Dan DeLeo


#3

Thanks. I’m working on a client that has an entirely internal
infrastructure with no overall system that we can get information about
hosts from. However, we can know a lot about a host based on its name: data
center, application, type (app/web/db/etc), env (dev, qa, etc). I basically
wrote a ruby function that parses the name and returns a hash of server
details that can be used by recipes for logic on what to based on data
center, env, etc.

Once I had the function working, I transformed it to an ohai custom plugin
that returns node level attributes of env, location and zone, along with an
additional hash containing interesting information that is less critical. I
did notice that Ohai threw a pretty critical error that didn’t show up
unless I ran debug:

[Tue, 24 May 2011 10:22:10 -0500] DEBUG: Plugin parse_host_plugin threw
exception

I didn’t keep any more info about the problem though so I can’t remember
what it was about. Anyway, I implemented it and it’s working pretty well.
It’s too bad it’s totally client specific.

It’s the first thing I’ve written outside of recipes, so I’m pretty excited
about the whole thing and the ease of making the plugin has given me several
ideas for other things I really want to do.

Sascha

On Thu, May 26, 2011 at 11:18 AM, Daniel DeLeo dan@kallistec.com wrote:

On Sunday, May 22, 2011 at 7:37 PM, Sascha Bates wrote:

I’ve written a chunk of ruby that parses a host name and returns several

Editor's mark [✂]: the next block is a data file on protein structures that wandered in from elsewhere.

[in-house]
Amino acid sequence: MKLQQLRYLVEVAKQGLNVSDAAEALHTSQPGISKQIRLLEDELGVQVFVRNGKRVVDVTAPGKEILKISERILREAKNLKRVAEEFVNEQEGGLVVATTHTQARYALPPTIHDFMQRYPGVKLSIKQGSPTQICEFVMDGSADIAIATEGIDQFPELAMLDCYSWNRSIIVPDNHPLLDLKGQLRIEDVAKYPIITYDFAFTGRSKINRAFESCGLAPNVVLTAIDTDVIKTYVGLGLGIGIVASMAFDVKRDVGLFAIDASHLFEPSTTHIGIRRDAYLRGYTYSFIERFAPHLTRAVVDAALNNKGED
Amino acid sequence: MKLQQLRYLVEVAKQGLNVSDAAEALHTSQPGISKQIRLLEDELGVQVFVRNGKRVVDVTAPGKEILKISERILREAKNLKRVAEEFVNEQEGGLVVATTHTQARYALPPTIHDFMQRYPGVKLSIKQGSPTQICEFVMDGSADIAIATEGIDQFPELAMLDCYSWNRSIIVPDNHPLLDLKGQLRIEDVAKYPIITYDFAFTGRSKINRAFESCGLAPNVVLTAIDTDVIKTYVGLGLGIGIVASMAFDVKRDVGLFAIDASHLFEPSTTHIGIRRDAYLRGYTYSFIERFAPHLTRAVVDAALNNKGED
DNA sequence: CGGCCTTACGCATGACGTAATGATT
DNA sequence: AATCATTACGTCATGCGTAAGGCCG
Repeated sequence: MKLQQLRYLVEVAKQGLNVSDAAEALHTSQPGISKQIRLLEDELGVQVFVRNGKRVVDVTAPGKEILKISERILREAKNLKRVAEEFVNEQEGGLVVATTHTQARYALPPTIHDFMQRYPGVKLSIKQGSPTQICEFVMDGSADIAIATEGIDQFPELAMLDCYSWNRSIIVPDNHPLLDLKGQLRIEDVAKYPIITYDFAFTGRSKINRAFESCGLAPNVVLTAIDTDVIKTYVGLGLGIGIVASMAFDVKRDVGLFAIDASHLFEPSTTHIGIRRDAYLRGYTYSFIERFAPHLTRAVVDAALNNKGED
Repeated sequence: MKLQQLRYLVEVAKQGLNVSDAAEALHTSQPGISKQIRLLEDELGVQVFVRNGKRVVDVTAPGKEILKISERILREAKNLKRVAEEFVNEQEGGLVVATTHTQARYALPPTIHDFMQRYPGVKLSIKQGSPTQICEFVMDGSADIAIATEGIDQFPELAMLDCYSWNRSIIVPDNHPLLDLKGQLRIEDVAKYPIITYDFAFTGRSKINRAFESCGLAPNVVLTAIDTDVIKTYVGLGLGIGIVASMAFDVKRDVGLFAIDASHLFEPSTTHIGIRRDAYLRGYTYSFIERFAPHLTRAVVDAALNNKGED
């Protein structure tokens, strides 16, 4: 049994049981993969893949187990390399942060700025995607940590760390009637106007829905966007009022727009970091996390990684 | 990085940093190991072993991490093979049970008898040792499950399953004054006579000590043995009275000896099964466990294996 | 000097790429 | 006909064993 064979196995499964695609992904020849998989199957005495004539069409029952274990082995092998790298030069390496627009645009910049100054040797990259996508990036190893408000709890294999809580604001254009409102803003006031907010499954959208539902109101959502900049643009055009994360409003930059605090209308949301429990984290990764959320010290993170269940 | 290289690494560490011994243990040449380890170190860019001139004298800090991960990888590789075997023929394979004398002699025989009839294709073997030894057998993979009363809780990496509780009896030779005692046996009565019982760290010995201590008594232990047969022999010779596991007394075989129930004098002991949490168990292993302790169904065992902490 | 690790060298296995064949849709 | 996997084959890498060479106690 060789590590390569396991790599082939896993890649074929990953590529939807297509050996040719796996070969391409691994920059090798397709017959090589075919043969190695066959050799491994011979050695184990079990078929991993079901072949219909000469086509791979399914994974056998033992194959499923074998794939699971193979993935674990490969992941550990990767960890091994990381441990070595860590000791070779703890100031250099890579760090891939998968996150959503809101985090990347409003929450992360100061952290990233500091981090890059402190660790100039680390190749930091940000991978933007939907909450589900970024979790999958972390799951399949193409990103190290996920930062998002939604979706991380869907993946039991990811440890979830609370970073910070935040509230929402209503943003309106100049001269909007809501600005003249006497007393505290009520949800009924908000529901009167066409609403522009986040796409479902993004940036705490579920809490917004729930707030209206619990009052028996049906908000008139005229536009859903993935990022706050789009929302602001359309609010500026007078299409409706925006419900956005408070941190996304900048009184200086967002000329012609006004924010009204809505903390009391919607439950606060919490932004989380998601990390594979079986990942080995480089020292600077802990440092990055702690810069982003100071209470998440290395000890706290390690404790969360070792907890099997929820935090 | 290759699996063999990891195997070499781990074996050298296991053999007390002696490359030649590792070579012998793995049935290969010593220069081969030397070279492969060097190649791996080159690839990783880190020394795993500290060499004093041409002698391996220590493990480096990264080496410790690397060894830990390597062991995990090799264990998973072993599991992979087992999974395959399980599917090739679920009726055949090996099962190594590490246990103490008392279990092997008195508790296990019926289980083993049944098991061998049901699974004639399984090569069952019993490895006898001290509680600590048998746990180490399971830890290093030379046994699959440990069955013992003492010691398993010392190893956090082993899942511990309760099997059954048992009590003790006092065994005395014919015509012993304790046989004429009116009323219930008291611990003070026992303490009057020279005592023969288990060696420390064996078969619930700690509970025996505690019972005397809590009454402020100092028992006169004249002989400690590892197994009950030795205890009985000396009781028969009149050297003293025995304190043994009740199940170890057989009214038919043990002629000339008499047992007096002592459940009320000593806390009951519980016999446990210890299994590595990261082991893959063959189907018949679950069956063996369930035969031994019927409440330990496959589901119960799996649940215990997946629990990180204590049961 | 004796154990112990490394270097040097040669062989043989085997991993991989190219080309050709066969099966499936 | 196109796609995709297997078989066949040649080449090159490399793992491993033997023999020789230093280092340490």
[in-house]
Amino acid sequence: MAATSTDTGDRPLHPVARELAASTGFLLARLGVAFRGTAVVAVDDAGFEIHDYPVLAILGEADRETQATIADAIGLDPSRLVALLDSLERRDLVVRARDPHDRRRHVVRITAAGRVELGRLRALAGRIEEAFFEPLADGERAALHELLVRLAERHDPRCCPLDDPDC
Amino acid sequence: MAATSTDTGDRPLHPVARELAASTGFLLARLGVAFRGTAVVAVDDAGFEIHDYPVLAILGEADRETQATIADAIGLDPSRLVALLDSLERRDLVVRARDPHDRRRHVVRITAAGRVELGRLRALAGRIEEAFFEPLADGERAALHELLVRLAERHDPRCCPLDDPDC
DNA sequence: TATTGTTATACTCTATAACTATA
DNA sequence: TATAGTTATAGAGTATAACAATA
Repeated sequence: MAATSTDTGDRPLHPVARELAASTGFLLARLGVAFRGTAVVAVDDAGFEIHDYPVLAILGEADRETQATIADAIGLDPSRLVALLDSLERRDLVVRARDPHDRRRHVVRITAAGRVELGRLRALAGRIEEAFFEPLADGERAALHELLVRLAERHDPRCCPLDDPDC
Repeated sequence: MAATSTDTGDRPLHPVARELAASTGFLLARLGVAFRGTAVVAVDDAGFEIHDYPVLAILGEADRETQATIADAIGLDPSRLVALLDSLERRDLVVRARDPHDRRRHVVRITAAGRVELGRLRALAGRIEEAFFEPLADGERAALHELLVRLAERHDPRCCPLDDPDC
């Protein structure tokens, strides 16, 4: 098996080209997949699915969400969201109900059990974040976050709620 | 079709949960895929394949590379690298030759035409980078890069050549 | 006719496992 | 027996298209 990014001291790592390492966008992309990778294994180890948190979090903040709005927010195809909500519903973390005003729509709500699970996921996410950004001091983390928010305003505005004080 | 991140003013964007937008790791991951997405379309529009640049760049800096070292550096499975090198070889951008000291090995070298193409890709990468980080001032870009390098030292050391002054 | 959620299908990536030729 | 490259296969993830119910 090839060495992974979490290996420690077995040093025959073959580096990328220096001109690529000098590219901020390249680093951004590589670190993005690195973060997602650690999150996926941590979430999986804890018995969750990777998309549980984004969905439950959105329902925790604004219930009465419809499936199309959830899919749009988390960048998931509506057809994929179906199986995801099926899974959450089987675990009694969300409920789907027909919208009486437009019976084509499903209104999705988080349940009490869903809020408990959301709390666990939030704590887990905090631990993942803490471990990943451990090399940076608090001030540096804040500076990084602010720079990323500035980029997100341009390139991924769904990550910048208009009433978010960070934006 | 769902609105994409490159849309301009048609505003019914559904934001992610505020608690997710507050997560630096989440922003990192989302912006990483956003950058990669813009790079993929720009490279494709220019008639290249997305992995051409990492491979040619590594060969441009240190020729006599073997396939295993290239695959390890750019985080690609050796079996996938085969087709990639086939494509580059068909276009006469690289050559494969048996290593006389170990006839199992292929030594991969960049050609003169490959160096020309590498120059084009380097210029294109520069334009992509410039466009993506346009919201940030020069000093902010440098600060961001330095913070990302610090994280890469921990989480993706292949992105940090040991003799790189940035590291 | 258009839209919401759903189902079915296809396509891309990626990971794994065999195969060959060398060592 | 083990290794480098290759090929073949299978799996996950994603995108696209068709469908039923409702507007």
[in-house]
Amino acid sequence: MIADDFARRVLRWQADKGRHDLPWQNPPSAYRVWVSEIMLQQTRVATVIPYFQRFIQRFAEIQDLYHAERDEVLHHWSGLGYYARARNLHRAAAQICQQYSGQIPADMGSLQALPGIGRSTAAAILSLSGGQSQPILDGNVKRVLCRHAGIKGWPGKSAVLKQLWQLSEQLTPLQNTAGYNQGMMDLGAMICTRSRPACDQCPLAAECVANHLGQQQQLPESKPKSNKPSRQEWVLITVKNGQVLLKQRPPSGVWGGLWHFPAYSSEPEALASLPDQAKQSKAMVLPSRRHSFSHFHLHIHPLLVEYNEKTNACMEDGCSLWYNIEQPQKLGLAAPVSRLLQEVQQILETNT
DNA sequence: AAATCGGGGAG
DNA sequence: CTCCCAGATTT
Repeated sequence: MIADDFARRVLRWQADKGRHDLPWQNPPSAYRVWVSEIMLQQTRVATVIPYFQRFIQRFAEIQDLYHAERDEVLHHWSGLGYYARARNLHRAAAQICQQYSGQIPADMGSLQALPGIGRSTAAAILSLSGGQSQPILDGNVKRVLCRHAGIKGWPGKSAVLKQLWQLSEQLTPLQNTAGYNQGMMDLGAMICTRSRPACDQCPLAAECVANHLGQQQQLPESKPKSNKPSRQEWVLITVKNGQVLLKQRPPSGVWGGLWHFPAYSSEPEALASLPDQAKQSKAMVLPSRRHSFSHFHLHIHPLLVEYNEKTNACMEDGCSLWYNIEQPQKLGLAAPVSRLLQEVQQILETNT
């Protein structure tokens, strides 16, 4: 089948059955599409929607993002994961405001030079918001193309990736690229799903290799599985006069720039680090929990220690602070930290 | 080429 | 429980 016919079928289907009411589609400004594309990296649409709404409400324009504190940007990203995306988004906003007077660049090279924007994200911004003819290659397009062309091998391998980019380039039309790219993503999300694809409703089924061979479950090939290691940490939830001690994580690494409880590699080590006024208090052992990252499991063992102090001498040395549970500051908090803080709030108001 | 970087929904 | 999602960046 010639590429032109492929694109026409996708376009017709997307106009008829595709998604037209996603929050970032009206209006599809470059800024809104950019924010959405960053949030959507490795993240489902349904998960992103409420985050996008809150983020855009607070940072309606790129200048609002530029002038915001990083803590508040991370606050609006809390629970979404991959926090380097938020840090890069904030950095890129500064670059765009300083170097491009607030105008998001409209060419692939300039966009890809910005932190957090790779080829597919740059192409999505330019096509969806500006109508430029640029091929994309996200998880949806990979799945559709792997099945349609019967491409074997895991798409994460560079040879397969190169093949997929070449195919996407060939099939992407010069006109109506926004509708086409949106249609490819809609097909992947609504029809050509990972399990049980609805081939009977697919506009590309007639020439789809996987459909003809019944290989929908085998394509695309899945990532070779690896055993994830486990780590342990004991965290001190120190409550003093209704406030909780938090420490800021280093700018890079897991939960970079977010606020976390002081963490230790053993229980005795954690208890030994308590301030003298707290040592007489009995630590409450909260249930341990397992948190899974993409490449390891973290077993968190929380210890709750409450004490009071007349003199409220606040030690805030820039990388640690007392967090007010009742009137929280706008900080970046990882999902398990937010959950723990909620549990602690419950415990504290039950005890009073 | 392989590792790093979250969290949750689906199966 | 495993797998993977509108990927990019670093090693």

key pieces of information that we want to use as attributes. Some are new
attributes and some we have been using by setting roles with one attribute
on the node. This is mostly environment-related stuff, one way or another;
data center location, prod/dev/qa environment, zoning (internet facing,
etc), server type (web/app/image/db), and other things. I’d like to get away
from using roles to manage this as we have hundreds of (logically-named)
servers that Chef will ultimately mange and run list management is still
very manual.

I was thinking to make it an ohai plugin since that sets node attributes
very early on and can’t be overridden. I was wondering if anyone else has
been doing much with ohai plugins and if they’ve run into any issues or
problems that I should be aware of before I go down this path? We’re
currently running .09.12 but trying to find the time to move to .10.

Thanks,
Sascha
If you’re looking to do assignment of run lists based on hostname, that
won’t work, since the run list isn’t an attribute of the node (in the chef
sense of the word “attribute”).

That said, ohai plugins are pretty simple to develop, it should be easy to
figure it out from the existing plugins.

As for “gotchas” the only things I can think of are:

  1. If your plugin fails, ohai will silently swallow the error and continue